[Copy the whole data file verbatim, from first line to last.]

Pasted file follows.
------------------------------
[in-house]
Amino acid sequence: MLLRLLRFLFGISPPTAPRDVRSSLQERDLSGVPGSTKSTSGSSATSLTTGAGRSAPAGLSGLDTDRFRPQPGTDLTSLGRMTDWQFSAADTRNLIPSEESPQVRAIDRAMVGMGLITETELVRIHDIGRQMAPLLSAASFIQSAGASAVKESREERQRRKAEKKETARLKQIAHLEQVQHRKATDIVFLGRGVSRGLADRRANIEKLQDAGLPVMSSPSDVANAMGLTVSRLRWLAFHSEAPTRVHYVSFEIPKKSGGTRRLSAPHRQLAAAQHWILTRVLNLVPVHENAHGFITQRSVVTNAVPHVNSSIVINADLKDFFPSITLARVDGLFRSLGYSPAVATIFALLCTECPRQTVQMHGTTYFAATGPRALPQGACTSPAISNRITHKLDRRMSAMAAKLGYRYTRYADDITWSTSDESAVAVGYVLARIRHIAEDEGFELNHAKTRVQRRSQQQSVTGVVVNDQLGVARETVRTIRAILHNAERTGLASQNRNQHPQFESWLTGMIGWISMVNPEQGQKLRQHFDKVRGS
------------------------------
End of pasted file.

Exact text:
[in-house]
Amino acid sequence: MLLRLLRFLFGISPPTAPRDVRSSLQERDLSGVPGSTKSTSGSSATSLTTGAGRSAPAGLSGLDTDRFRPQPGTDLTSLGRMTDWQFSAADTRNLIPSEESPQVRAIDRAMVGMGLITETELVRIHDIGRQMAPLLSAASFIQSAGASAVKESREERQRRKAEKKETARLKQIAHLEQVQHRKATDIVFLGRGVSRGLADRRANIEKLQDAGLPVMSSPSDVANAMGLTVSRLRWLAFHSEAPTRVHYVSFEIPKKSGGTRRLSAPHRQLAAAQHWILTRVLNLVPVHENAHGFITQRSVVTNAVPHVNSSIVINADLKDFFPSITLARVDGLFRSLGYSPAVATIFALLCTECPRQTVQMHGTTYFAATGPRALPQGACTSPAISNRITHKLDRRMSAMAAKLGYRYTRYADDITWSTSDESAVAVGYVLARIRHIAEDEGFELNHAKTRVQRRSQQQSVTGVVVNDQLGVARETVRTIRAILHNAERTGLASQNRNQHPQFESWLTGMIGWISMVNPEQGQKLRQHFDKVRGS